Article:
“Shapeshifter”


What kind of gear do you use? 


My tools of the trade consist of a digital mirrorless SLR, a small collection of lenses, and a tripod.


What is your post-processing like on an image?


My post-processing begins by balancing the overall tones in an image, followed by enhancing contrast and color in a way that creates a visually appealing, yet a natural vision of what I captured with my camera. While I do not pass judgment on creative decisions made by fellow photographers when editing their work, I personally choose not to add elements to any scene that were not there in reality or to combine images from multiple locations or more than one moment in time.


“Octopus’ Garden”




“Firesticks”


From a business perspective, when did you start producing prints? 


In early 2013, when I first learned I would soon become a father for the first time, in anticipation of a greatly reduced amount of free time in the years ahead, I poured all of my energy into transforming my photography education business towards the production of limited edition photographic art. I have always believed that a photograph has not reached its true potential until printed, as a physical photographic print reveals life and energy not noticeable when viewing the back of your camera or a computer screen.


“The Broken Ones”


How involved are you in the reproduction process? 


Collectors of my work around the world have grown to expect the very best photographic prints available today and my goal as an artist is to deliver on this promise without exception. Unlike small prints you can hold in your hands, the work I produce transforms entire rooms using the striking combination of museum quality printing methods and meticulously created imagery. I am deeply involved in the entire process from the initial capture to the creation of the final work itself, partnering with the very best in the industry to deliver incredible limited-edition art worldwide.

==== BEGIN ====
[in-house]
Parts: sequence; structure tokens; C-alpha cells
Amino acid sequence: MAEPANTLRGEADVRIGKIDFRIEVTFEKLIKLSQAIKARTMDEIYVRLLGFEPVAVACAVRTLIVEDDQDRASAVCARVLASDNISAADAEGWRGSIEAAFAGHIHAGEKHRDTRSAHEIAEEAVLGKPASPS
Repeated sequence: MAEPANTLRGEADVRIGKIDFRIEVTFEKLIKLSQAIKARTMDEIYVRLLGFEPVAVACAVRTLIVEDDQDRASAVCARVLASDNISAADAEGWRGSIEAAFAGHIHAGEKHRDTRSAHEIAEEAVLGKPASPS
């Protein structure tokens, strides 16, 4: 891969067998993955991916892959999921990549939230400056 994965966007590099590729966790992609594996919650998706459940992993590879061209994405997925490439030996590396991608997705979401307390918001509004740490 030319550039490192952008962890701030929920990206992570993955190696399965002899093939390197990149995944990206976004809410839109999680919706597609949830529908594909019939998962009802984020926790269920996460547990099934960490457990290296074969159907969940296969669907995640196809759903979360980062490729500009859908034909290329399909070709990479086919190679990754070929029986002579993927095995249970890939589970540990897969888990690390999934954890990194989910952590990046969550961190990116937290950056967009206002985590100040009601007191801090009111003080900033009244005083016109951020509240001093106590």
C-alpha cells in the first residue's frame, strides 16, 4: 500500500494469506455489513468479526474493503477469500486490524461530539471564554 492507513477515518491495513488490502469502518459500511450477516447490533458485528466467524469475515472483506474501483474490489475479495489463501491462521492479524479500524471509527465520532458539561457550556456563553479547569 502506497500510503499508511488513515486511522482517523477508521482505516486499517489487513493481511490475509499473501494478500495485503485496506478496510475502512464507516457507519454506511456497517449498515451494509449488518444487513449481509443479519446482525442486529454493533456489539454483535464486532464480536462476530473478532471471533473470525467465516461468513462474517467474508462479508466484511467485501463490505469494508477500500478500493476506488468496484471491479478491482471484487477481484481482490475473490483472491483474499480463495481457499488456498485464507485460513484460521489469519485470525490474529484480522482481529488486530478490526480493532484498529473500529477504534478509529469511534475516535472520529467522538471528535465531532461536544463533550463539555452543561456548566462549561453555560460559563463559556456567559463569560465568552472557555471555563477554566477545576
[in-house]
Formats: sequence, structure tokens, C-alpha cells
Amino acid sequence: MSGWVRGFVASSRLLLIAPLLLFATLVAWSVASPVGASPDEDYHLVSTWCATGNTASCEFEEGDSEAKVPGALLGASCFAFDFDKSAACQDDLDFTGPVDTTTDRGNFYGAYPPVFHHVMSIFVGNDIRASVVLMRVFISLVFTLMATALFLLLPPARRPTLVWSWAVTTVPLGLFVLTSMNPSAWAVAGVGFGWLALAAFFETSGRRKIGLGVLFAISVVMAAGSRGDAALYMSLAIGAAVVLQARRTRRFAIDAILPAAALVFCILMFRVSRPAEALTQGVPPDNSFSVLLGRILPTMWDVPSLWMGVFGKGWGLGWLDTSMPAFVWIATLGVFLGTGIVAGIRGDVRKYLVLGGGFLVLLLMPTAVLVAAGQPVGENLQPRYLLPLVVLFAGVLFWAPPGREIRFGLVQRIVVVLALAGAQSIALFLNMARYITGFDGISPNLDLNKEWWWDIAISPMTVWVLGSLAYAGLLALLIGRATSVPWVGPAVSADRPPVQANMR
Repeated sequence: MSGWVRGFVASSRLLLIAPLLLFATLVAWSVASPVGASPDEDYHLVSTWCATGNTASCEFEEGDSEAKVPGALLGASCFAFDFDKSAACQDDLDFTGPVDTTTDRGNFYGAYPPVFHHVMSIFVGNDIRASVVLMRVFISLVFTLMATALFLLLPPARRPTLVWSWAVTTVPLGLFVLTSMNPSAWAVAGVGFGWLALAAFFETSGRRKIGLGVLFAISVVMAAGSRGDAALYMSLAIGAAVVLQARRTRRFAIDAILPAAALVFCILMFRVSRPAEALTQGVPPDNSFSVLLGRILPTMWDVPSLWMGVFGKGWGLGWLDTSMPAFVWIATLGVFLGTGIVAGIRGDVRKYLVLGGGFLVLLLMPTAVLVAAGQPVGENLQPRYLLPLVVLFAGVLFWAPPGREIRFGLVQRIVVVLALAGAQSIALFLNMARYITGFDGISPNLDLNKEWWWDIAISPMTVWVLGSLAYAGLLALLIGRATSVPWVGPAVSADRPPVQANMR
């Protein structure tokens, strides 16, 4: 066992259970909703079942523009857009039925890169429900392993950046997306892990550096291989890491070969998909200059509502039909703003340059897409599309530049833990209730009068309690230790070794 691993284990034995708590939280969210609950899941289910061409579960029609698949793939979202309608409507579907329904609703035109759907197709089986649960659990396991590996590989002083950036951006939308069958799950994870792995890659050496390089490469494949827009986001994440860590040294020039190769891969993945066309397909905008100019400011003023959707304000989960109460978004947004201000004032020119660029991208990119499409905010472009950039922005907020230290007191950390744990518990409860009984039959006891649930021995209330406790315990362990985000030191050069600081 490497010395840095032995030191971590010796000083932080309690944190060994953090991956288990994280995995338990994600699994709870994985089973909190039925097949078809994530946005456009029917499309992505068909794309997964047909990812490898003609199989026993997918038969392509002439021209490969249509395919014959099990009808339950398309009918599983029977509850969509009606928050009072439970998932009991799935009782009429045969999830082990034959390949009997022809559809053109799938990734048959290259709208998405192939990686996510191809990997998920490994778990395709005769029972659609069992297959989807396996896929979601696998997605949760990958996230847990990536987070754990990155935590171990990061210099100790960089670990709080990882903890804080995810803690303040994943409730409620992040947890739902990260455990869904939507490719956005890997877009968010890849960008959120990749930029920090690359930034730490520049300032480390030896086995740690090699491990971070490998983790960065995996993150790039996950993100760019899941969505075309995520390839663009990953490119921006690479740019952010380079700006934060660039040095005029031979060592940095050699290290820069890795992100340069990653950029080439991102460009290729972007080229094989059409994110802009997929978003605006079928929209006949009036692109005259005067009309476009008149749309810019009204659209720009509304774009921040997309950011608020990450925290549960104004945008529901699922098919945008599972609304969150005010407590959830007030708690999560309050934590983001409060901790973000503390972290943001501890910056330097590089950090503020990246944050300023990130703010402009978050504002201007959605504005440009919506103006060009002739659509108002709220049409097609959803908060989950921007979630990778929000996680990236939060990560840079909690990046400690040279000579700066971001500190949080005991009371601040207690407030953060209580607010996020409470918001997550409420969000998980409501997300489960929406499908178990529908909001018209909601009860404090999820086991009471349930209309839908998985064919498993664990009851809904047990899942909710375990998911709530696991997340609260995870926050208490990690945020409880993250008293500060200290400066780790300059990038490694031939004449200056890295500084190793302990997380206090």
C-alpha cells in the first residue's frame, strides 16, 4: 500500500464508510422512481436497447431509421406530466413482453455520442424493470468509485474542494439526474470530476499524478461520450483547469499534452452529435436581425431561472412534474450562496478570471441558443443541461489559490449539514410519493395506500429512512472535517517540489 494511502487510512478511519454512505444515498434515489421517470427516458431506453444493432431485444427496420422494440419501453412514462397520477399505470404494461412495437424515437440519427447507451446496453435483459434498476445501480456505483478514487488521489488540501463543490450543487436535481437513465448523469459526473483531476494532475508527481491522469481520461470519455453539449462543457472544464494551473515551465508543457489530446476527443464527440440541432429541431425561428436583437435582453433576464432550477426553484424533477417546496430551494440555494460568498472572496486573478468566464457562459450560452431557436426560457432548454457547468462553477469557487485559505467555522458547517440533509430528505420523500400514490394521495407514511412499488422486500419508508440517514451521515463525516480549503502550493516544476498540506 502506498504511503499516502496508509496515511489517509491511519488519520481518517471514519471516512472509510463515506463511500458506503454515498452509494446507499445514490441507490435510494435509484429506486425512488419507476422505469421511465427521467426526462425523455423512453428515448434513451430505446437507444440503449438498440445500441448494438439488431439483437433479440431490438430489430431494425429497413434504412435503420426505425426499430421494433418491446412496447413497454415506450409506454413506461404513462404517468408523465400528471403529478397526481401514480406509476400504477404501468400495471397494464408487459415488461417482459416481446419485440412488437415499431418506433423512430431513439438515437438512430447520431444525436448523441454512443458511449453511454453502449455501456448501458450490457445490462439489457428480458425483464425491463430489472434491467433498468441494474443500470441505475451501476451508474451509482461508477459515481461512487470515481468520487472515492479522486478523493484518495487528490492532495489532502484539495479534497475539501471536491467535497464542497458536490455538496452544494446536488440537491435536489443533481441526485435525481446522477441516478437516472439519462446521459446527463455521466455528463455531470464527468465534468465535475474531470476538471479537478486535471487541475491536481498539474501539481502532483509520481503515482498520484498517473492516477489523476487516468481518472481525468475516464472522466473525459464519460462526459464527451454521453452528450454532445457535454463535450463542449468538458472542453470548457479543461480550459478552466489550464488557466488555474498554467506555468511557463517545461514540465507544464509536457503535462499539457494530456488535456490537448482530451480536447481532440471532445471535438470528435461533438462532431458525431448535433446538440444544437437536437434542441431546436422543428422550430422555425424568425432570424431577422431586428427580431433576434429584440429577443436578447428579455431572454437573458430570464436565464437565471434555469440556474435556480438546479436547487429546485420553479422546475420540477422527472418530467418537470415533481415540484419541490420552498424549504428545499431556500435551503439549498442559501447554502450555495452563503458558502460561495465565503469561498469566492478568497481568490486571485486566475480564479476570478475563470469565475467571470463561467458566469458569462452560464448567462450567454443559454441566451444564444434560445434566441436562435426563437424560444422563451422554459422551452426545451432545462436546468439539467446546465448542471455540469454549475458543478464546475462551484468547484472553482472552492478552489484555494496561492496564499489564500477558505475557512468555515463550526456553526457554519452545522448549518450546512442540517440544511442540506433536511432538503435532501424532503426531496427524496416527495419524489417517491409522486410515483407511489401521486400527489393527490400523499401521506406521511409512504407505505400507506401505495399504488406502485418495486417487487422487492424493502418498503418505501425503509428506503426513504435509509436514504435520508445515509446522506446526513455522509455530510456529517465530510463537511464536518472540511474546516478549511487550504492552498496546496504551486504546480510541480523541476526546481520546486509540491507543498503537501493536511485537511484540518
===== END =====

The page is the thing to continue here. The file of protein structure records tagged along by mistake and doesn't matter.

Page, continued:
What are some of the materials and processes you use to create high-quality prints? 


The majority of my work is produced as acrylic face-mounted art. This process encases a fine art photographic print in the highest grade non-glare and scratch-resistant acrylic glass in the world, finished either as a contemporary frameless work of art or as an externally framed piece using the finest Italian hand-made molding available today.


“Old Town Road”




“Heaven’s Gate”


How have limited-edition reproductions helped you to grow your business?


Due to an overwhelmingly positive response to my work, in the six years that have followed, I have produced and sold thousands of large format gallery-quality prints to collectors and appreciators of art around the world and have risen to the top of individual artists who sell their work directly online. Every print produced under my direction is part of a limited-edition collection, each with strict production limits of 50, 100, or 200 total pieces. I choose to produce my work this way to ensure that those who collect it receive real value and a truly special work of art only available to a select few. Once an image has sold, the entirety of the pieces in its respective collection is retired, never to be produced as a fine art print again. When an image reaches 75% sold, subsequent price increases are applied through the retirement of the image providing additional value to those who have procured early numbers from the collection. My business doubled each year between 2013 and 2016 and has continued to increase every year since allowing me to dedicate all of my time to my family and the growing success of my work and my brand. I continue to teach nature photography to fellow artists around the world through on-location workshops and I also teach the business of printing and fine art nature photography sales twice a year through exclusive presentations in Seattle, Washington.


“Brushed”




What are you working on now? Anything exciting you can tell us about?


I am always working on at least three things in a continued effort to expand and scale my business in an effort to introduce my art to a greater number of people. For the past few years, I have been looking to open a number of galleries in the U.S. and currently partner with international art galleries who showcase and offer my work directly in markets outside North America. One thing is for sure… the best is yet to come.


“Mindblowing”


“Dragon Skin”



Aaron Reed: Website | Facebook | Instagram

My Modern Met granted permission to feature photos by Aaron Reed.